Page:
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Speed Limits - Any Alterations Should be Based on Facts, not Politics

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So 80 is soon to be the new 70 – or at least that is what Philip Hammond has in mind.
Given that the existing speed limit on motorways was introduced in 1965 a review makes sense. The world moves on and circumstances alter.

But as with so many things in life, there are two sides to the speed limit debate.

It is true that drivers’ journeys are likely to be made quicker if they can go faster (let’s leave aside the problem of congestion, until a bit later) and though drivers might only save a minute here and a minute there on individual journeys, when you tot up all the time savings and translate them in to monetary terms you are probably looking at benefits to the economy worth many hundreds of millions of pounds.

The down side is that more people will die on the roads, something admitted by Mr Hammond. There is also the likelihood that there will be an increase in carbon emissions – cars travelling at 80mph consume around 20% more fuel than at 70mph and hence will pump out 20% more CO2. This said, drivers are already paying a hefty carbon price in terms of fuel duty. If duty is regarded by HM Treasury purely as an environmental tax – which until recently it was – and not a general revenue raiser, then it would be set at about half its current level.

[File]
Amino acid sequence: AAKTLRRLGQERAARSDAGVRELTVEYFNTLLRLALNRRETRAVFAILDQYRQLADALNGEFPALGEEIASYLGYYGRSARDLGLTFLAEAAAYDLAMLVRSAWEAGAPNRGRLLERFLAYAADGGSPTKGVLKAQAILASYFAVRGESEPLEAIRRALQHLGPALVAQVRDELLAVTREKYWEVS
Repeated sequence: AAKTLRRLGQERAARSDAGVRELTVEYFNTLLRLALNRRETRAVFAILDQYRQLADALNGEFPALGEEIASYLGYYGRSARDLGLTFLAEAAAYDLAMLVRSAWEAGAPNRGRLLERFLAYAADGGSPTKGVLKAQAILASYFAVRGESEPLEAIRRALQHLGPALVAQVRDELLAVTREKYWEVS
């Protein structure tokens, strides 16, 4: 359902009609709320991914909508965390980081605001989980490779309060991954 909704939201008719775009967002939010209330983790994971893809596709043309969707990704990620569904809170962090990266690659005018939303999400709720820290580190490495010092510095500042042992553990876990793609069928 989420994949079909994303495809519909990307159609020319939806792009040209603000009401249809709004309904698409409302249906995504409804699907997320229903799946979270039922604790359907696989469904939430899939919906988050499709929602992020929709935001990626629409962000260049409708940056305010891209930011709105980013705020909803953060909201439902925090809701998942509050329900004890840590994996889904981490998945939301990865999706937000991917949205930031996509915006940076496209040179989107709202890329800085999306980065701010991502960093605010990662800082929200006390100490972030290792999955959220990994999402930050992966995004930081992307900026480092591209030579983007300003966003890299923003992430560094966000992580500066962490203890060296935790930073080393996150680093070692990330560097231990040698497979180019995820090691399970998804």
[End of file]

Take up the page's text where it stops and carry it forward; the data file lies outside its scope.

What society has to decide is where its priorities lie. Are we prepared to accept more casualties and more pollution as a product of a change that ministers believe will yield significant economic benefits? Clearly, if you are a road safety campaigner your answer will be no.

It is worth looking at the existing situation on our motorways. The Department for Transport’s own figures show that half of all car traffic already travels above 70mph – and 15% of it above 80mph - and while the police are well within their rights to stop someone for doing 71mph, they tend not to intervene until a driver goes above 79mph at which point he or she has exceeded the 10% + 2mph leeway exercised on a discretionary basis in line with Association of Chief Police Officers’ advice. One unanswered question is whether a new 80mph limit will be absolute or some tolerance will again be factored in for those driving somewhat faster.

Of course all this assumes motorists will actually be able to drive faster. It is one thing to offer up a theoretical 80mph limit but on many stretches of motorway at many times of the day traffic jams mean 50, let alone 60 or 70 or 80mph, is a speed far beyond reach.

Ironically in congested conditions a lower speed limit might actually speed up journey times. Under the Highways Agency Managed Motorways scheme variable speed limits are in force on several stretches of motorway. The idea is that a lower limit actually calms and smooths traffic flow, removing the bunching and stop-start motoring that occurs when there is a free-for-all.
The RAC Foundation is open to change. But we do want to see the Department’s evidence on which they are building their case. And any alteration should be based on facts and not politics.